From Robert Fripp’s (King Crimson) Frippertronics to The Edge’s densely overlaid arpeggios, electric guitarists have showcased the versatility of this spatial unit. Boss DD-7, Strymon TimeLine, and TC Electronic Flashback are among the most recognizable delays of the last decade.
Chorus before or after delay?
The chorus effect falls under the “modulation” category of guitar pedals. This indicates that it will be placed towards the end of the effect signal chain. Right after “dirt” and right before “time”. The delay is a time-based effect, so it is typically placed after the chorus pedal.
For the sake of curiosity, let us explain the two scenarios. Let’s say you’ve placed a delay before the chorus in your effect chain. Now, when you play a note on the guitar you will hear a composite signal that is a combination of the note and the decay of the note reflections of varying amplitude depending on the feedback and other parameters on your delay pedal.
This signal will now be processed by the chorus pedal. That will cause it to modulate ALL the reflections as the LFO sweeps over the composite signal. It is going to sound confused and muddy. The resulting tone will lack definition and clarity.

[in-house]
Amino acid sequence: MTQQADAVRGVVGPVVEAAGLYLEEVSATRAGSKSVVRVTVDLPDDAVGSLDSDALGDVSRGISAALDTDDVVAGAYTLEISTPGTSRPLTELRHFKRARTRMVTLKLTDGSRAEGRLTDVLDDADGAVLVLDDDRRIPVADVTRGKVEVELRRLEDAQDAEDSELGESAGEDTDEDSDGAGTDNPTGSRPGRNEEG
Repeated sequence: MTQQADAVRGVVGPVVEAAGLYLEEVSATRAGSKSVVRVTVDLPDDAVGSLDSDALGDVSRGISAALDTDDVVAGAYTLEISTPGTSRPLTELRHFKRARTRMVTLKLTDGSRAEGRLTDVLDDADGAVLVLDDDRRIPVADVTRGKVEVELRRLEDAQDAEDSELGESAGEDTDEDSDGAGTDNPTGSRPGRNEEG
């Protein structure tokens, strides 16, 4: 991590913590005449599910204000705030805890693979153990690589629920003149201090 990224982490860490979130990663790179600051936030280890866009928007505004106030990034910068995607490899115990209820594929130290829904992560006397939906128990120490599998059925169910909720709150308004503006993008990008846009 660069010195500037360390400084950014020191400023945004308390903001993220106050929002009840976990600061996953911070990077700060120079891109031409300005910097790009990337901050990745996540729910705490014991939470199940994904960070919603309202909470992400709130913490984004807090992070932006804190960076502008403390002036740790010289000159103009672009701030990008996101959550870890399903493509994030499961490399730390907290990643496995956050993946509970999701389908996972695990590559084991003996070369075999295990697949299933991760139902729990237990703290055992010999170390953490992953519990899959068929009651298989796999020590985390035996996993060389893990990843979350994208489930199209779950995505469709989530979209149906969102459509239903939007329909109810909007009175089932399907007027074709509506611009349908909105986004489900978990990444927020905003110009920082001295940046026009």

Conversely, you will notice a much simpler sound if you place the delay after the chorus pedal. Running the chorus first ensures that the audio is first duplicated by the chorus pedal. The audio signal that goes into the delay will be “delaying” the same sonic content.
So, while no rulebook states that it’s prohibited, you’re highly unlikely to see a chorus pedal placed after a delay. It would only make sense if you are intentionally chasing a maverick guitar tone, wherein you don’t mind the muddiness and lack of definition.
Conclusion: Chorus first, unless…
Chorus before delay for the sake of definition and clarity. Chorus after delay if you’re creatively inclined to find a use for its eccentric texture and can justify the use of a muddy and poorly-defined tone. You can always switch them around to experiment and see what works for you.
Is pedal order important in a signal chain?
Yes, pedal order is of utmost importance and significance. An effect signal chain is the sequence of effects that guitarists use to process their sound. The order of pedals will determine how the signal will be processed as it voyages through the effect signal chain.
Generally, the pedals are categorized based on their function and the following order is used as a starting point:
- Dynamics: Pitch Shifter, Wah, Compressor, etc
- Gain or Dirt: Overdrive, distortion, and boost pedals.
- Modulation: Flanger, Phaser, Chorus, etc.
- Time – Delay and ‘verb
These pedal placement recommendations for your effect signal chain fall in the realm of “accepted notions” or “best practices”. They encapsulate the general approach based on what is common knowledge. You can bend the rules as and when required to sculpt the tone based on your creative vision. Let your ears be the final judge.